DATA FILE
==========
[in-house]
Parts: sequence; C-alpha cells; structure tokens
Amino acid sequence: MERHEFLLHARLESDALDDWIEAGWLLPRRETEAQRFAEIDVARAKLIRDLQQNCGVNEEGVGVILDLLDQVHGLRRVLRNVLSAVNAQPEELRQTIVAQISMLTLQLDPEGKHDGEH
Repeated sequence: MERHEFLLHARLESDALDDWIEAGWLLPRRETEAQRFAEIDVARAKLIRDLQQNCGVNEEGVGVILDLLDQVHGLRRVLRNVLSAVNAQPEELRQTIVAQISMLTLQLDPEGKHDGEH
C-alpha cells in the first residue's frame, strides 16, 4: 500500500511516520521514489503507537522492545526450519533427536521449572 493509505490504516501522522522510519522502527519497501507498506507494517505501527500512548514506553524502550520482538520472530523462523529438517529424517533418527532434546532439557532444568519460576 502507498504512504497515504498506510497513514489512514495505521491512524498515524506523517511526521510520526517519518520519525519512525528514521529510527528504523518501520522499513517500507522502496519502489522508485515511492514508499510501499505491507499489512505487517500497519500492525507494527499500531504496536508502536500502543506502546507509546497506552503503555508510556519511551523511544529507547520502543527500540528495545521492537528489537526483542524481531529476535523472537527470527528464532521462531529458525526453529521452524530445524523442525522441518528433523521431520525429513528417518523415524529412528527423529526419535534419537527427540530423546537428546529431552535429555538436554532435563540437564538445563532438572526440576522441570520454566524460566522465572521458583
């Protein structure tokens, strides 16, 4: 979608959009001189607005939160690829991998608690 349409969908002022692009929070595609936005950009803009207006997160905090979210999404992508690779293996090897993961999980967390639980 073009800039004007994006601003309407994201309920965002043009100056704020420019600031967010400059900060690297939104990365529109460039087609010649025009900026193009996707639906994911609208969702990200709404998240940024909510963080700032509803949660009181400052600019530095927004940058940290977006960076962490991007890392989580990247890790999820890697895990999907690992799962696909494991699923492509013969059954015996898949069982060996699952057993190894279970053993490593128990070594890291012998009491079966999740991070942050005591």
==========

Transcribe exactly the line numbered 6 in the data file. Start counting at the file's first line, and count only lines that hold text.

């Protein structure tokens, strides 16, 4: 979608959009001189607005939160690829991998608690 349409969908002022692009929070595609936005950009803009207006997160905090979210999404992508690779293996090897993961999980967390639980 073009800039004007994006601003309407994201309920965002043009100056704020420019600031967010400059900060690297939104990365529109460039087609010649025009900026193009996707639906994911609208969702990200709404998240940024909510963080700032509803949660009181400052600019530095927004940058940290977006960076962490991007890392989580990247890790999820890697895990999907690992799962696909494991699923492509013969059954015996898949069982060996699952057993190894279970053993490593128990070594890291012998009491079966999740991070942050005591």